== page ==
The head of the Missouri Department of Social Services is scheduled to appear before a panel of lawmakers Wednesday about the agency’s handling of abuse investigations within boarding schools. The Missouri House Special Committee on Government Oversight has called a Wednesday afternoon hearing to question the department’s acting director, Jennifer Tidball.
The Kansas City Star has uncovered allegations about some boarding school students getting beaten, raped, starved, restrained, and isolated for days or even months. Some of the schools facing allegations include Agape boarding school and Legacy Boys Academy in Stockton, Masters Ranch in far southern Missouri, and Circle of Hope Girls Ranch near Humansville.
Representative Dottie Bailey, R-Eureka, tells Missourinet she and other lawmakers have been trying to get details about the investigations, but she says the department has been stonewalling them.
“It’s me and Representative (Keri) Ingle, Representative (Mary Elizabeth) Coleman, R, Representative Hannah Kelly, R. Several of us have been trying and trying and trying to get answers,” says Bailey. “We’re going to continue looking into this and the investigation on where the breakdowns have happened.”
Bailey says the department references a statute saying investigative reports have privacy.
“Which I understand that and I read the statute. But in the statute, it also says a government entity can see these. So, if we are not a government entity, I don’t know who is and they still won’t give us the information,” says Bailey. “I get that when there’s an open investigation we can’t have that report. I was fine on that one, not a problem. But the other ones I have asked for – the Office of Child Advocate report – that was done last October or November, we’ve been pushed back on. And just answering simple questions and them just telling us, ‘No, you can’t have any of that. Sorry. When you have a department that is investigating, but we see something kind of askew what they investigate themselves and they are the judge, jury, and executioner, that’s no way to investigate. You need a third party. As legislators, if you look in our job title and our rules, investigation is one of our job titles.”
Bailey has been pursuing records since a hearing last month before the House Committee on Children and Families. She says Missouri and South Carolina are the only states in the nation with an exemption to allow religious boarding schools to go unchecked.
“I truly don’t agree with anybody saying, ‘Oh sorry, this isn’t our fault. This isn’t our fault.’ It’s been decades now and hundreds of kids have been abused, neglected, sodomized, raped, you name it,” she says.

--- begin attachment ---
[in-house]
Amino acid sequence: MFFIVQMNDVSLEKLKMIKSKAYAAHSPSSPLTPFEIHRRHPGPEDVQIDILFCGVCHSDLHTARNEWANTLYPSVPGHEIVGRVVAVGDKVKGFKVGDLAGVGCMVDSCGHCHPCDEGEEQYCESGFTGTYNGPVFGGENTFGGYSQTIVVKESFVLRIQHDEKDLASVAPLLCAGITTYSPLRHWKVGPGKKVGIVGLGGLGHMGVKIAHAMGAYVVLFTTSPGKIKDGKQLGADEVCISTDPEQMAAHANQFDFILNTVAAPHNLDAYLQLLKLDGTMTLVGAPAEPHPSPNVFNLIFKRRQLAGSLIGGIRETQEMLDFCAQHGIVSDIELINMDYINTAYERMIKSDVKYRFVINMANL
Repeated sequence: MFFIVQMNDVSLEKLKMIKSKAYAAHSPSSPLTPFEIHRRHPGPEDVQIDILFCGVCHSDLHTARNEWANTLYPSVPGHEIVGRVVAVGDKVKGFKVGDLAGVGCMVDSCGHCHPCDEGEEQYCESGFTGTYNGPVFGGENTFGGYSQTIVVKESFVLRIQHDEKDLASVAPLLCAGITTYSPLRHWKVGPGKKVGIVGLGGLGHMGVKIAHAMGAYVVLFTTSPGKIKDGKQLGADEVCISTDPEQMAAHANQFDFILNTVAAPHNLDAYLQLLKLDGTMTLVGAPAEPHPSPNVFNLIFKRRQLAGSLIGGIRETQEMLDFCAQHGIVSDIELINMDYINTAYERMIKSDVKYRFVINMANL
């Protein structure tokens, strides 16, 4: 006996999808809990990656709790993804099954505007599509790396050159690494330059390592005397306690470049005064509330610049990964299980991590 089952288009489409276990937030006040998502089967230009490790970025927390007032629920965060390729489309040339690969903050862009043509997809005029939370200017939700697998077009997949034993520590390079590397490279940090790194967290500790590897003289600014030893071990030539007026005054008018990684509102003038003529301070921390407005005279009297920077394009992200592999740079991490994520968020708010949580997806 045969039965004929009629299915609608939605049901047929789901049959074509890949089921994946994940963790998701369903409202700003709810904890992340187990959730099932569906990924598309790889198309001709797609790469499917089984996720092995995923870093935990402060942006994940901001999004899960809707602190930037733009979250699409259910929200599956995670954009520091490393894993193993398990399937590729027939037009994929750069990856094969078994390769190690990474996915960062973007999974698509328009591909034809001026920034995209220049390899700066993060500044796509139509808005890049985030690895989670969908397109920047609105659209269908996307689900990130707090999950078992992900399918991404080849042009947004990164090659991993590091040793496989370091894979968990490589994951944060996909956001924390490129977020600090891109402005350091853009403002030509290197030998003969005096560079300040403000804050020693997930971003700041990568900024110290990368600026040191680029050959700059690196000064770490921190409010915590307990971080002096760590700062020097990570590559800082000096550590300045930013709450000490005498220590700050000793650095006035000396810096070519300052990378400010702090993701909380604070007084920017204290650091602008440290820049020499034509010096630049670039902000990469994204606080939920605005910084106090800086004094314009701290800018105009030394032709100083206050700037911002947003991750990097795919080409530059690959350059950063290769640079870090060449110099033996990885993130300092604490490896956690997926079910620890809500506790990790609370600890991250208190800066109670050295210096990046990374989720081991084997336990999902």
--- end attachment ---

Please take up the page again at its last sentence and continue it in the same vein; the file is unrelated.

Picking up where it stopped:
During last month’s hearing, Caitlin Whaley, of the Missouri Department of Social Services, said there is no ability on the Children’s Division part to force the operator to show a child who has allegedly been abused.
“That’s been a pain point for a long time. Even if we are able to see a child, there are standards that we have to meet to make findings,” said Whaley. “If you have children who are fearful that they’re going to be sent back to these facilities, you see a lot of instances where children might recant their stories. Even if they don’t recant, if we don’t have any physical evidence, it’s very difficult to oftentimes substantiate physical and sexual abuse findings if disclosures are not made immediately. And if you can’t see kids, you also can’t collect physical evidence. Even if you make a finding, there is no repercussions. There are a lot of systemic breakdowns happening that are cumulatively resulting in children being abused.”
Bailey says she has not reached out to the Governor’s Office seeking help to fulfill the requests.
Missourinet contacted the Department of Social Services for a response as soon as we learned of the nature of the hearing. This story will be updated if/when the agency responds.
The Missouri House of Representatives gave preliminary approval to a bipartisan effort to crack down on boarding schools, including the faith-based ones. Representative Rudy Veit, R-Wardsville, is sponsoring the legislation and Representative Keri Ingle, D-Kansas City, has a similar bill.
Their bills would require the schools to notify the state of their existence, undergo safety inspections, and hand over medical records of all residents. In cases of suspected abuse or neglect or failure to comply with regulations, the state could request an injunction or restraining order to stop operations or remove children from the site.
This month, the Missouri Attorney General’s Office charged the owners of the now-closed Circle of Hope Girls Ranch in southwest Missouri with 102 felonies between them. Boyd Householder is charged with 80 felonies, including 56 counts of child abuse. Many of the other charges are for alleged sex crimes. Stephanie Householder is charged with 22 felonies, including 12 counts of child abuse or neglect and ten counts of endangering the welfare of a child. Both are jailed without bond.